883 F2d 336 United States v. Melton

883 F.2d 336

UNITED STATES of America, Plaintiff-Appellee,
Cyril MELTON, Defendant-Appellant.

No. 88-4728.

United States Court of Appeals,
Fifth Circuit.

Aug. 30, 1989.

Jim Rose, Gulfport, Miss., court appointed, for defendant-appellant.

George Phillip, U.S. Atty. and Peter Barrett, Asst. U.S. Atty., Biloxi, Miss., for plaintiff-appellee.

Appeal from the United States District Court for the Southern District of Mississippi.

Before GEE, REAVLEY and JOLLY, Circuit Judges.

GEE, Circuit Judge:


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Marjorie Cox, a resident of North Carolina, and Larry Ross, a resident of Washington, planned to meet in Gulfport and then attend the Mardi Gras celebrations in the French Quarter. When Cox and Ross travelled to New Orleans with another couple, they parked at the Hyatt Hotel and took a cab to the Quarter. Once in the French Quarter, the two couples continued the partying and drinking begun earlier in the day.


Later, during a rainstorm, the two couples became separated and Ross and Cox began walking back to their car at the Hyatt. On the way, they saw Melton driving at a snail's pace in heavy traffic and asked him first for directions and then for a ride to the hotel in exchange for $5. Next, Melton's girl friend Damita rejoined him in the car, having gotten a soft drink in a nearby store. When they got to the Hyatt, Ross and Cox were surprised to find that their car was gone, taken back to Gulfport by the other couple. Ross then asked Melton to drive them to Gulfport for an unspecified sum of money. Ross claims that Melton told him he was an off-duty cab driver. Melton reluctantly agreed, taking his girlfriend Damita home before the remaining three of them set out for Gulfport.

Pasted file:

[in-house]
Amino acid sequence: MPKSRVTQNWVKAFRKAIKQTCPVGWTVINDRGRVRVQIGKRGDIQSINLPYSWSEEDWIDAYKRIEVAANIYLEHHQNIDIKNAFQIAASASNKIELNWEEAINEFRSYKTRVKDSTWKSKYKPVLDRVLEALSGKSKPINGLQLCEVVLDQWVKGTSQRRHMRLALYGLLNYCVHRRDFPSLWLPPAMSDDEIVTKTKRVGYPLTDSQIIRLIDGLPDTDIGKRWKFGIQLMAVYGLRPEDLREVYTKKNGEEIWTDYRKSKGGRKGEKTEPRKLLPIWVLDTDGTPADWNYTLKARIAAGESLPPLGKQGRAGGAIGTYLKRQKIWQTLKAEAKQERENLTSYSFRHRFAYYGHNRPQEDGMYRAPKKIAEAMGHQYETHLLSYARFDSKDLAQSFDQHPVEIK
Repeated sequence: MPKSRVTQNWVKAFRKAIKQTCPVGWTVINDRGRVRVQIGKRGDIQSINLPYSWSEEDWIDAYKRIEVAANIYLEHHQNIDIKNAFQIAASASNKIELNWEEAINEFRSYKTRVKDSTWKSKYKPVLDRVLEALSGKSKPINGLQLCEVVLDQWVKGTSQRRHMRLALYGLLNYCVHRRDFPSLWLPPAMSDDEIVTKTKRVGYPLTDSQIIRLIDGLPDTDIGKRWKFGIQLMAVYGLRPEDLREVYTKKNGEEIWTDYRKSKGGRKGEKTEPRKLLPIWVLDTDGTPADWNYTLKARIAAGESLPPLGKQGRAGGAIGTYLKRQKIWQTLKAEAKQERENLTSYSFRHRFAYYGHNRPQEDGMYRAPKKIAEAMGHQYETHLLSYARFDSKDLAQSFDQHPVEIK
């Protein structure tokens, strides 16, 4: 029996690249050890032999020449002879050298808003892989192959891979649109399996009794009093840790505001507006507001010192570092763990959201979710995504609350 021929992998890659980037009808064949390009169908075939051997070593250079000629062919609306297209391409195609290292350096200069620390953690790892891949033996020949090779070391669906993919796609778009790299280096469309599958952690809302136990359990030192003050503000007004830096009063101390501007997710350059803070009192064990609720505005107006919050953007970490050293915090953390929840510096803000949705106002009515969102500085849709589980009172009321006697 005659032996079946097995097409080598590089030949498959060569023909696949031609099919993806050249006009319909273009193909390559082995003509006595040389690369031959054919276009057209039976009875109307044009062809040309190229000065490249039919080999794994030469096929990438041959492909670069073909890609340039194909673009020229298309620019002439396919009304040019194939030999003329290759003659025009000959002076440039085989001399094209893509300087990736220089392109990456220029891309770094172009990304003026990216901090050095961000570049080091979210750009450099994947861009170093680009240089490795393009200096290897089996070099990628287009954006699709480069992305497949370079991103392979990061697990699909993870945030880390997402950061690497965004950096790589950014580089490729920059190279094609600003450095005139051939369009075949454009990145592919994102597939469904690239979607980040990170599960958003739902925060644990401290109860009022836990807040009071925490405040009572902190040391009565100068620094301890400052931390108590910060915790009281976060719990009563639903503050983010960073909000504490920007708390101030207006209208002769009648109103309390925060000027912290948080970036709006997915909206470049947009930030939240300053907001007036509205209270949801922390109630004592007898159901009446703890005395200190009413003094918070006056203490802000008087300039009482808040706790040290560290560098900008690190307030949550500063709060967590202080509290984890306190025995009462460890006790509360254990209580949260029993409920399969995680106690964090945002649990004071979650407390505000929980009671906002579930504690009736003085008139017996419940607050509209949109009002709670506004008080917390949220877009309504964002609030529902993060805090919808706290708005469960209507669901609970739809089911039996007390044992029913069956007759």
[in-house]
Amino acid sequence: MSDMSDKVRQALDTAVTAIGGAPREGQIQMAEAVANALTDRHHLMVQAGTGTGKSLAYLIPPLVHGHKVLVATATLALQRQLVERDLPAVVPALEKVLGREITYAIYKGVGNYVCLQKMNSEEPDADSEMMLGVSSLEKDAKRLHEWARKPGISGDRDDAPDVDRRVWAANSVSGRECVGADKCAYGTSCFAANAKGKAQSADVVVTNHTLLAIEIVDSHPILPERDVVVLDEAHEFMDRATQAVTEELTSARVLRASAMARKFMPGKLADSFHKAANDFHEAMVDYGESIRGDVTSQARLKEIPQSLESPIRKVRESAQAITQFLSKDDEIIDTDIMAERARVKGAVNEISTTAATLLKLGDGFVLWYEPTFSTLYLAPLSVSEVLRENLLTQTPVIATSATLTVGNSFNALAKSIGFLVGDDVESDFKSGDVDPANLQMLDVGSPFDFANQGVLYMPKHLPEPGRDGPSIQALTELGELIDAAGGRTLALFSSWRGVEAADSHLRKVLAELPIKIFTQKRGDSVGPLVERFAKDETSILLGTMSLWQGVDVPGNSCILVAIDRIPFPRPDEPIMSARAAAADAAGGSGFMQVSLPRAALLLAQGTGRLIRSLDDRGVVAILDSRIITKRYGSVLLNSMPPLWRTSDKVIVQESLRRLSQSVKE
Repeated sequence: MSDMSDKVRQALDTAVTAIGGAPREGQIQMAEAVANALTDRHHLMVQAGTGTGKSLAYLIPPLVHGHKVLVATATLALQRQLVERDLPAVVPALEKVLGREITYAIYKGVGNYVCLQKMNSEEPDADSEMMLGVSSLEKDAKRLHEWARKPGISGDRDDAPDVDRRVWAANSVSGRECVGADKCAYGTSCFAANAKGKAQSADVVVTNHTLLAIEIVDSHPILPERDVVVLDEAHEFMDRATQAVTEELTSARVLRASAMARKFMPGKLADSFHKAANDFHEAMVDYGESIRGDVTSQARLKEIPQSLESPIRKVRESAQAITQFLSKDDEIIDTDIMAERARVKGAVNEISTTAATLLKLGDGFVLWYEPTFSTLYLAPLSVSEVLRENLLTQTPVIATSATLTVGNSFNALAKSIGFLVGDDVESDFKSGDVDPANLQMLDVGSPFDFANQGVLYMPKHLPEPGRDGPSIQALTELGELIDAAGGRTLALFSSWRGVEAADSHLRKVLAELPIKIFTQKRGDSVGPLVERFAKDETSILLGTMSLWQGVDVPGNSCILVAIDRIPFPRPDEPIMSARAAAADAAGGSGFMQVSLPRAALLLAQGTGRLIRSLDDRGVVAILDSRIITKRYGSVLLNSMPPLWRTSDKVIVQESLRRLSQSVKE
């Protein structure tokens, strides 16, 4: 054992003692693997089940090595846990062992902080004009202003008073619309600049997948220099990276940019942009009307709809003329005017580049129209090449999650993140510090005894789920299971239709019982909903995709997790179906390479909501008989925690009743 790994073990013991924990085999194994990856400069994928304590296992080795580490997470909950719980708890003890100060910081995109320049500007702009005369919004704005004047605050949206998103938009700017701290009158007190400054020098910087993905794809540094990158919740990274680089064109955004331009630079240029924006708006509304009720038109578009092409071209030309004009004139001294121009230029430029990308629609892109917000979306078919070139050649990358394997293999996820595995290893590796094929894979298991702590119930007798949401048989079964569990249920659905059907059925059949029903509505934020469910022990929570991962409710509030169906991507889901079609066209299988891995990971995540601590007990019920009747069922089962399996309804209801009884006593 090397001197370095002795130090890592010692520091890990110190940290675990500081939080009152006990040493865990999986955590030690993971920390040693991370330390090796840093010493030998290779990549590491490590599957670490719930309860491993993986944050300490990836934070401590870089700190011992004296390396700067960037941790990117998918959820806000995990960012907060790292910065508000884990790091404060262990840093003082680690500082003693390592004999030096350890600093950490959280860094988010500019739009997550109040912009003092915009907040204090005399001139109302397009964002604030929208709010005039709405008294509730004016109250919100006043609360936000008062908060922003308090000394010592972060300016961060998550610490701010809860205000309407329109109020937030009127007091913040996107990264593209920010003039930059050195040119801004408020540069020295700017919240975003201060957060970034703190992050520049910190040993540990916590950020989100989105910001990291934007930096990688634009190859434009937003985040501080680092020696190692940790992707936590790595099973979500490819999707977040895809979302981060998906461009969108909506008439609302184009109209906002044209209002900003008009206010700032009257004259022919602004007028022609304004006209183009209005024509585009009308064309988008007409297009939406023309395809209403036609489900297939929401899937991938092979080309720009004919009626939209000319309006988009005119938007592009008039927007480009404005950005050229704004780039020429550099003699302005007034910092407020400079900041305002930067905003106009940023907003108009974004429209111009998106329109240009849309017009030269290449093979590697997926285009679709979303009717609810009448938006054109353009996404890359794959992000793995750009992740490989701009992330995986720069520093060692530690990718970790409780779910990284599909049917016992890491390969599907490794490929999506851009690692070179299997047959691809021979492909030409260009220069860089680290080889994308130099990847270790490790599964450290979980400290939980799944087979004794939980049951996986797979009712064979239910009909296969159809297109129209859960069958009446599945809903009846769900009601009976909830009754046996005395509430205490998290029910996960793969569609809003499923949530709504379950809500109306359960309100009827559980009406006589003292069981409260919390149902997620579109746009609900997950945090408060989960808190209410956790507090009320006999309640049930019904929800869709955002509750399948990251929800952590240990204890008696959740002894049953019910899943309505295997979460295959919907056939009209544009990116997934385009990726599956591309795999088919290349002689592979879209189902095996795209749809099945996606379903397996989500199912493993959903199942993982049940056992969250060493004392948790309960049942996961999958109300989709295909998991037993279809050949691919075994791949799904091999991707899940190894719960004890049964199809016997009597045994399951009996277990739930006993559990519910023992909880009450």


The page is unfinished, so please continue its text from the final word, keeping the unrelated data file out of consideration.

Ross and Cox settled down in the backseat and slept while Melton drove. When Melton got low on gas, he pulled off the road and found a station. Melton paid $9 for gas because Ross told him he did not have any money for gas. Melton then began to question aloud whether he would get paid for making the trip. Ross assured him that he would be paid. Melton, apparently not convinced, tricked Ross into getting out of the car on the pretext that he wanted him to drive. When Ross got out to switch to the driver's seat, Melton sped off with Marjorie Cox asleep in the backseat.


The testimony is in conflict at this point. Melton first testified that he had let Marjorie Cox out of the car shortly after leaving Ross at the side of the road. He later said he made up that story because he got scared after learning the next day that Cox had been found dead at the side of the road. He then said Marjorie died because she panicked and jumped out of his car while it was driving 65 miles an hour, after she had failed to convince him that Ross really would pay him. The prosecution hints darkly that she may have been pushed from the car.